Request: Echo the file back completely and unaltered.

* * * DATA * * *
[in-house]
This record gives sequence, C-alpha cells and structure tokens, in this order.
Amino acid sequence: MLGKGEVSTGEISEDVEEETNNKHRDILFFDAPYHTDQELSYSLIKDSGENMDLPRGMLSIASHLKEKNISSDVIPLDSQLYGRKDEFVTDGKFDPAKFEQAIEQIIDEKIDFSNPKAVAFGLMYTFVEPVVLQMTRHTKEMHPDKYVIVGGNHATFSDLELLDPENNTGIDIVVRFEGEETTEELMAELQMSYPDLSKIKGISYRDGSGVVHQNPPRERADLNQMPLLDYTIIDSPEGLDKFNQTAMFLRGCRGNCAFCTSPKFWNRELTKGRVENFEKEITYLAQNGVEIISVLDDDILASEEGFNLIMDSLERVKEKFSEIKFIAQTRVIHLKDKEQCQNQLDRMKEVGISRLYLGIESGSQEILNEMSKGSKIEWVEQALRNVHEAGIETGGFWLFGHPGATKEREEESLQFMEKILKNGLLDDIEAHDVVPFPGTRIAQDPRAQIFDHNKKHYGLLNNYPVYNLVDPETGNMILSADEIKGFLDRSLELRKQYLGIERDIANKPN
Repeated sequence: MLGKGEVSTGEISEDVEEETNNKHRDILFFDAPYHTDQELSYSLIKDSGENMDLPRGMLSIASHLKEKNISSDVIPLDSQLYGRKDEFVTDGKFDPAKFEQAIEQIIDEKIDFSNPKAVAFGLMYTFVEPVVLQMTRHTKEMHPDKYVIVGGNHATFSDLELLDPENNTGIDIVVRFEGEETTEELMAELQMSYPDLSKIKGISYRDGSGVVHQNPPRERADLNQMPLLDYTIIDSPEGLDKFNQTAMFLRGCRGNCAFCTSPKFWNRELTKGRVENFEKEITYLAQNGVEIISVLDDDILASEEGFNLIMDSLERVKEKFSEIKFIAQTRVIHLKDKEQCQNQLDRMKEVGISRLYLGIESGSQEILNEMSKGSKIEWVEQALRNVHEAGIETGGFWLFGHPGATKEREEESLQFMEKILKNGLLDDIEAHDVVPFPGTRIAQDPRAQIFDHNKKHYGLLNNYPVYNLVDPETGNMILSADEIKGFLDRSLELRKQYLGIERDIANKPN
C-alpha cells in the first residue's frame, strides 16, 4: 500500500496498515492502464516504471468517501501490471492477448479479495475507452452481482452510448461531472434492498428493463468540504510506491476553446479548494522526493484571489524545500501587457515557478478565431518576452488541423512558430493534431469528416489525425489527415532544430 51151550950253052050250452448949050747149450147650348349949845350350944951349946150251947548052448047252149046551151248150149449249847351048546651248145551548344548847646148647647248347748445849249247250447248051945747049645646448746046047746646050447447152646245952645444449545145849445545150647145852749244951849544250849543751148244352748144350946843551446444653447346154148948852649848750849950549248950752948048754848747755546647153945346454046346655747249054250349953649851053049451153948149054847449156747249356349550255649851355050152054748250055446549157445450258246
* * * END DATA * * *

[in-house]
This record gives sequence, C-alpha cells and structure tokens, in this order.
Amino acid sequence: MLGKGEVSTGEISEDVEEETNNKHRDILFFDAPYHTDQELSYSLIKDSGENMDLPRGMLSIASHLKEKNISSDVIPLDSQLYGRKDEFVTDGKFDPAKFEQAIEQIIDEKIDFSNPKAVAFGLMYTFVEPVVLQMTRHTKEMHPDKYVIVGGNHATFSDLELLDPENNTGIDIVVRFEGEETTEELMAELQMSYPDLSKIKGISYRDGSGVVHQNPPRERADLNQMPLLDYTIIDSPEGLDKFNQTAMFLRGCRGNCAFCTSPKFWNRELTKGRVENFEKEITYLAQNGVEIISVLDDDILASEEGFNLIMDSLERVKEKFSEIKFIAQTRVIHLKDKEQCQNQLDRMKEVGISRLYLGIESGSQEILNEMSKGSKIEWVEQALRNVHEAGIETGGFWLFGHPGATKEREEESLQFMEKILKNGLLDDIEAHDVVPFPGTRIAQDPRAQIFDHNKKHYGLLNNYPVYNLVDPETGNMILSADEIKGFLDRSLELRKQYLGIERDIANKPN
Repeated sequence: MLGKGEVSTGEISEDVEEETNNKHRDILFFDAPYHTDQELSYSLIKDSGENMDLPRGMLSIASHLKEKNISSDVIPLDSQLYGRKDEFVTDGKFDPAKFEQAIEQIIDEKIDFSNPKAVAFGLMYTFVEPVVLQMTRHTKEMHPDKYVIVGGNHATFSDLELLDPENNTGIDIVVRFEGEETTEELMAELQMSYPDLSKIKGISYRDGSGVVHQNPPRERADLNQMPLLDYTIIDSPEGLDKFNQTAMFLRGCRGNCAFCTSPKFWNRELTKGRVENFEKEITYLAQNGVEIISVLDDDILASEEGFNLIMDSLERVKEKFSEIKFIAQTRVIHLKDKEQCQNQLDRMKEVGISRLYLGIESGSQEILNEMSKGSKIEWVEQALRNVHEAGIETGGFWLFGHPGATKEREEESLQFMEKILKNGLLDDIEAHDVVPFPGTRIAQDPRAQIFDHNKKHYGLLNNYPVYNLVDPETGNMILSADEIKGFLDRSLELRKQYLGIERDIANKPN
C-alpha cells in the first residue's frame, strides 16, 4: 500500500496498515492502464516504471468517501501490471492477448479479495475507452452481482452510448461531472434492498428493463468540504510506491476553446479548494522526493484571489524545500501587457515557478478565431518576452488541423512558430493534431469528416489525425489527415532544430 51151550950253052050250452448949050747149450147650348349949845350350944951349946150251947548052448047252149046551151248150149449249847351048546651248145551548344548847646148647647248347748445849249247250447248051945747049645646448746046047746646050447447152646245952645444449545145849445545150647145852749244951849544250849543751148244352748144350946843551446444653447346154148948852649848750849950549248950752948048754848747755546647153945346454046346655747249054250349953649851053049451153948149054847449156747249356349550255649851355050152054748250055446549157445450258246